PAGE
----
And while I’ve been leaving it alone the soil has been doing its thing. I have grassed walkways between the sowing areas that’s never min-tilled as a safety buffer against unexpected heavy rain between the min till and the germination of seeds. They haven’t been needed for that but I keep them. The point is these strips have dried out becoming rather hard underfoot whilst the sowing areas where I’ve allowed them to regrow in their own ways are soft and yielding underfoot. I try not to walk on them but did the other day out of interest. It is very pleasing to see the positive effects of growing a variety of things on an area and observing how different it is along a straight edge between sowing areas and pathways. Not that I use the pathways often, once a week maybe to sit and observe what’s going on or not. The major differences between the paths and the sowing areas is the sowing areas have been, well, sown. The chooks have scratched around for fallen grains and generally had a ball in oats I left to reseed into their patch, if the chooks have left any seed that it. And the pathways have been mown. The chooks have spent some time on these but seemed to prefer the sowing areas, that’s where the food was, so it makes sense.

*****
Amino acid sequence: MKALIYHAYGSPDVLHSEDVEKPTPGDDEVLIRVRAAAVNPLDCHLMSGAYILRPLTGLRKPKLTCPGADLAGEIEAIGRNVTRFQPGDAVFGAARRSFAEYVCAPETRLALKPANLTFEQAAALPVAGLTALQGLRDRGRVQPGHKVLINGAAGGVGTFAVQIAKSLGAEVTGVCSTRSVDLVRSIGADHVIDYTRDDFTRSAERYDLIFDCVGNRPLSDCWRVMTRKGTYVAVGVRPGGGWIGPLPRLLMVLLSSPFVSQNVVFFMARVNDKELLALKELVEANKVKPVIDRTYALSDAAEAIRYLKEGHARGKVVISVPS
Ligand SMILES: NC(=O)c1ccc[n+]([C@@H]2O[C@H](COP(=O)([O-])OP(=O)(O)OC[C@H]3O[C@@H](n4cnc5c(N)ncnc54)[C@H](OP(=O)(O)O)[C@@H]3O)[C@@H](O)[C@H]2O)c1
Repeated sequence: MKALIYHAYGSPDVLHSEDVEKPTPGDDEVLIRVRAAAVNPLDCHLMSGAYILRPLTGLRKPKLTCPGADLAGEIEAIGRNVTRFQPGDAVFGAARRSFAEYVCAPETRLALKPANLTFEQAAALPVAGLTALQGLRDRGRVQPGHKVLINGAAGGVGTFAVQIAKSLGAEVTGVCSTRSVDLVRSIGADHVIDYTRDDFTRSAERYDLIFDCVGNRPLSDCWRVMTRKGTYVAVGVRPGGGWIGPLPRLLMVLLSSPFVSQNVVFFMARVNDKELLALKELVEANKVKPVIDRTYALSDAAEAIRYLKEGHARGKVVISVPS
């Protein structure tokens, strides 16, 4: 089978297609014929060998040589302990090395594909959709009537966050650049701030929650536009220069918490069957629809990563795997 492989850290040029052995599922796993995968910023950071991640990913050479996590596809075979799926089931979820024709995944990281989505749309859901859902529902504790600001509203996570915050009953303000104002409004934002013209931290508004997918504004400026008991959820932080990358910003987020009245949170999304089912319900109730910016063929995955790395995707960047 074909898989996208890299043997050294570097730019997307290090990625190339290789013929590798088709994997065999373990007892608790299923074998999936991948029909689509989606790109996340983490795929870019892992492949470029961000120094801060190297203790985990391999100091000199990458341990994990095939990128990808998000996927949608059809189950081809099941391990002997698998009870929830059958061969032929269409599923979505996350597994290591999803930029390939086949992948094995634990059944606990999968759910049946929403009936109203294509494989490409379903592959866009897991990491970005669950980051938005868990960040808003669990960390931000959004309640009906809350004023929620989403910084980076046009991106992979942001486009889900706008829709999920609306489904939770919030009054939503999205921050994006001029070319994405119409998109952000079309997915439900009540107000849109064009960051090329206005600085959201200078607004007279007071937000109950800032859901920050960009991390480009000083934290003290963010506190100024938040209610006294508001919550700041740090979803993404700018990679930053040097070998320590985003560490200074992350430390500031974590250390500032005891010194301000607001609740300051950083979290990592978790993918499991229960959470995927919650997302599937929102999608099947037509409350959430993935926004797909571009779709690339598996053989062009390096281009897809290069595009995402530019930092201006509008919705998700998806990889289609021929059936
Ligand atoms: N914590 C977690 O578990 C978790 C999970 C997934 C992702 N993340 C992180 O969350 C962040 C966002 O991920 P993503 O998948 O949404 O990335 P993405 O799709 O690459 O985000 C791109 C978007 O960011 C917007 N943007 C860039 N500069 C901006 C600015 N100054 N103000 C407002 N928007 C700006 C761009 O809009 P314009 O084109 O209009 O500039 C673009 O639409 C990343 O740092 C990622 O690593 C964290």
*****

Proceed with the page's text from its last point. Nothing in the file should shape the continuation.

Change of Season

An early Autumn here might mean an early Spring on the other side of the equator but I don’t think it works that way. Who’s to know. When we were being hammered by 45+ degree days for a week at time in early 2018, I believe Ireland was copping a snow storm leaving five or six foot snow drifts on the southern margin of the Republic. I know that’s not much snow to the Canadians out there but it was out of character for Ireland. Then again the plural of anecdote is not data but anecdotes so maybe things will progress as per the manual this year. 

I hope the coming season are filled with wonder and joy and food and laughter no matter which side of the equator you live or even if you live astride the equator.

ChangeUnderground Academy

The ChangeUnderground Academy no-dig gardening course is still available. Link in the show notes. Please tell your friends! 

Decarbonise the air, recarbonise the soil!

Thank you all for listening and I’ll be back, all things being equal, next week.